Published open access last month in Molecular & Cellular Oncology, an Author’s View Opinion article* first authored by Marie-Eve Beaulieu, Co-Founder and Chief Scientific Officer of VHIO-born spin-off Peptomyc S.L, and formerly a Postdoc in VHIO’s Mouse Models of Cancer Therapies Group directed by Principal Investigator and ICREA Professor Laura Soucek, who also co-created Peptomyc and serves as its Chief Executive Officer, take us on a scientific journey – one that many have dismissed and would never have attempted to navigate.
Except, that is, if your name is Laura Soucek, corresponding author of this present article.
Over the last 20 years Laura’s determined research efforts have centered on proving countless cynics wrong in her ambitions to combat resistance to therapy and cancer regression through clinically inhibiting the Myc oncogene. Found deregulated in most, if not all tumor types, and as a key driver of cancer progression and maintenance, Myc is consequently a major contender as a cancer target and yet, its promise has not yet been successfully translated into benefits at the patient level.
While several factors including Myc’s nuclear localization, lack of identified ligand binding site, and its function in maintaining normal tissues, are responsible for both this frustrating scenario as well as the sustained belief that it is in fact an impossible target, Laura and her team are now succeeding in silencing the sceptics by pushing Myc inhibition closer to the clinic.
As our co-authors begin by highlighting the challenges of moving faster and getting smarter in more effectively combating cancer resistance, they move on to discuss the opportunities that can come through a ‘think out of the box’ redefinition of what constitutes an ideal cancer therapy. They argue that while current and, thankfully, more precise therapies are proving increasingly successful for the more effective treatment of certain patients and populations, they can indeed be complemented and even potentiated by other novel alternatives including Myc inhibition.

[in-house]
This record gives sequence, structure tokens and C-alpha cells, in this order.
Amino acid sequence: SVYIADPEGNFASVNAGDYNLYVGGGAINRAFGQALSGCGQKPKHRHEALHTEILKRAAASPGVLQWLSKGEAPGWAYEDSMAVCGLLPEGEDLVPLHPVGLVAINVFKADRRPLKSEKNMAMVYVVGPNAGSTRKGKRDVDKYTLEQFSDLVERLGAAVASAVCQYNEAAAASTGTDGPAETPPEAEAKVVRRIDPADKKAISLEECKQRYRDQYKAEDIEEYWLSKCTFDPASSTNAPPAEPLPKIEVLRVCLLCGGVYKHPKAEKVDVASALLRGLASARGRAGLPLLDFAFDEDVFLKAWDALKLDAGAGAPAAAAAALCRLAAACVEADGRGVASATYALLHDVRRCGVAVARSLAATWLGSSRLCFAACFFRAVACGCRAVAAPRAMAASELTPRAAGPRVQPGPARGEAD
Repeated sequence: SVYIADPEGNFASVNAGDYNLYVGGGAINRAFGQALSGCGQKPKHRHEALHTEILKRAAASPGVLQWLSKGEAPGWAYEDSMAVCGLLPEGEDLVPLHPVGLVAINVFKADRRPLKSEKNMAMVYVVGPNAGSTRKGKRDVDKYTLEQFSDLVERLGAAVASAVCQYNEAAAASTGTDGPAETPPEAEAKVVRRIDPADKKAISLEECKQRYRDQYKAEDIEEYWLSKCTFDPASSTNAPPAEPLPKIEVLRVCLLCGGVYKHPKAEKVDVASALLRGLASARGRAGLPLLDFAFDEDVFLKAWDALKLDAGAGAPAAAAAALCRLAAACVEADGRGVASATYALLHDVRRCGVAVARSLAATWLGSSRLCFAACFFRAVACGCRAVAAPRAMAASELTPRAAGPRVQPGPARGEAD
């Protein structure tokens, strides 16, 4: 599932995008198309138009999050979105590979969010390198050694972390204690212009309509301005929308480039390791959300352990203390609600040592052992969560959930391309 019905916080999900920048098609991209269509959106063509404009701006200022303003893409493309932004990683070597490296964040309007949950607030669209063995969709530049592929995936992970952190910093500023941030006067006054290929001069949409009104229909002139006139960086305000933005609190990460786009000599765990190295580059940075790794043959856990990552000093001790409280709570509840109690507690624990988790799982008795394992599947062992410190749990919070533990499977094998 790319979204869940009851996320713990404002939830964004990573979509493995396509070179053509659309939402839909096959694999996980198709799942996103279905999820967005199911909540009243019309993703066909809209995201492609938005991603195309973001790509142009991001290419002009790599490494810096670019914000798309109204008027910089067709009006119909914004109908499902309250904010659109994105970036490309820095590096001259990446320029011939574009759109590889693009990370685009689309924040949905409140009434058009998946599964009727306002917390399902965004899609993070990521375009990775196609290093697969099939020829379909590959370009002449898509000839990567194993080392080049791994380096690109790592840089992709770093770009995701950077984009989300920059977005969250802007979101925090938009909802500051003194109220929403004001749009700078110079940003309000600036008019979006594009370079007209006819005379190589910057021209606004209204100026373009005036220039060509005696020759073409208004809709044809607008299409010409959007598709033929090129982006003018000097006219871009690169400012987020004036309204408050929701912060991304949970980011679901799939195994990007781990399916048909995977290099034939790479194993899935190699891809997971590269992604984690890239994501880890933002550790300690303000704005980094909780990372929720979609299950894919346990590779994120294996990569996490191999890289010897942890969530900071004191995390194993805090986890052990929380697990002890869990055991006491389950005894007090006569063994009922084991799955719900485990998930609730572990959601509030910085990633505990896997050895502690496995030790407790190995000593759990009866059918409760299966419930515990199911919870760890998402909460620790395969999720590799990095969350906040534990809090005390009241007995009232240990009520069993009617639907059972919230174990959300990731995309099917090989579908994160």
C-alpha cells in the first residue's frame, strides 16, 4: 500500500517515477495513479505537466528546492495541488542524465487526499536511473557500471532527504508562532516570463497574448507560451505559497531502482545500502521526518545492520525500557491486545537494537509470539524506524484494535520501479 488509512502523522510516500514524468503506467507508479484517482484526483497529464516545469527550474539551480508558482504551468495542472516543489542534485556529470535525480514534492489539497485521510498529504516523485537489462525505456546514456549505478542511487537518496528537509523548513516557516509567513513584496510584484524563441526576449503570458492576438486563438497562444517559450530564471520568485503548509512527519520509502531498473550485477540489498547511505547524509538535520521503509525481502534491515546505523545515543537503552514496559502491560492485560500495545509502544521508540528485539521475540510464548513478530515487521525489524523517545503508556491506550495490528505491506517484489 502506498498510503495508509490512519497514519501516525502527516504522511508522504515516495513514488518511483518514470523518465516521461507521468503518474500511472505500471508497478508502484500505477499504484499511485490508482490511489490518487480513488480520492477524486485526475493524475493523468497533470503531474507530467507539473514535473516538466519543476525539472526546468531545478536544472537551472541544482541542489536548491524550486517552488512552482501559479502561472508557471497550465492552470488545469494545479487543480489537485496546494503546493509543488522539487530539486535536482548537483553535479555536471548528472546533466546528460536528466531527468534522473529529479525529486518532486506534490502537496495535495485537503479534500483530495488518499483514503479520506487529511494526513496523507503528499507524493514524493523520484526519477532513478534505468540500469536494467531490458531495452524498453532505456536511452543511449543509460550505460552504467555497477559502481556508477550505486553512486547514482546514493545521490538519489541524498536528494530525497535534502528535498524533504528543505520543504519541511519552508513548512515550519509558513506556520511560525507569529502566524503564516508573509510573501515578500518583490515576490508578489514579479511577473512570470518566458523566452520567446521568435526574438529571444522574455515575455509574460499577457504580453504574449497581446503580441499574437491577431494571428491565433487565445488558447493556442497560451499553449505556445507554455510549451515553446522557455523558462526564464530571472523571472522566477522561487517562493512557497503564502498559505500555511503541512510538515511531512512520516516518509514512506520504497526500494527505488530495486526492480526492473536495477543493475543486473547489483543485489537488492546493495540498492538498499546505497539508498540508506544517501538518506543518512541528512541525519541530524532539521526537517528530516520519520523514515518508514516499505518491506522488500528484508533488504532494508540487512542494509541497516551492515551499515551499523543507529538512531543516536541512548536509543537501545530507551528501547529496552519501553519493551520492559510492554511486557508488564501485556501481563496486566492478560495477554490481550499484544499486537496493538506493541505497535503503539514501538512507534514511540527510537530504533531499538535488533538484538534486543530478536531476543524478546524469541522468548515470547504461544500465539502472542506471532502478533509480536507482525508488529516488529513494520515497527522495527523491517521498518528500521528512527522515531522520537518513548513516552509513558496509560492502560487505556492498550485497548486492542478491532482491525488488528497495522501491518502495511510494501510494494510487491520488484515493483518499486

They then proceed to elegantly chapter the setbacks and successes that they have tackled and celebrated, respectively, throughout their story. Since her arrival at VHIO, Laura’s pioneering research using Omomyc-expressing transgenic mice has revealed the anti-cancer activity against several tumor types, including pancreatic cancer and glioblastoma, with mild, manageable and reversible side effects.
Despite these results, one stumbling block has been the bulky nature of the transgenic form of their Omomyc inhibitor that, although proving safe and effective in multiple mouse models in its transgenic form, apparently rendered this promising therapy unfit for pharmacological development. This obstacle did not however deter them. Au contraire.
Commenting for VHIO Communications Laura Soucek said, “We sought to overcome this hurdle and in our most recent paper**, we subsequently showed the efficacy of Omomyc as a cell penetrating peptide – essentially, a mini-protein with the ability to enter cells and reach its target compartment, namely, the nucleus. The successful intravenous systemic administration of our mini-protein MYC inhibitor against Non-Small-Cell Lung Cancer brings this novel anti-cancer therapy closer to the clinic for the more effective treatment of multiple tumor types.”
“As our present opinion piece concludes, we believe that the Omomyc mini-protein is an excellent candidate for clinical development. We are equally optimistic that the use of therapeutic polypeptides to inhibit other challenging targets within cancer cells might be extended to other supposedly undruggable ones in the future,” added Peptomyc’s CSO, Marie-Eve Beaulieu.
To access this Opinion article please click here.
We also invite you to watch our YouTube Q&A round with Laura and Marie-Eve on their recently published findings in Science Translational Medicine: https://www.youtube.com/watch?v=5RzvGsHmKKc&t=1s.
* Marie-Eve Beaulieu & Laura Soucek (2019): Finding MYCure, Molecular & Cellular Oncology, doi: 10.1080/23723556.2019.1618178.
** Beaulieu et al, Intrinsic cell-penetrating activity propels Omomyc from proof of concept to viable anti-Myc therapy. Science Translational Medicine, 2019. doi/10.1126/scitranslmed.aar5012.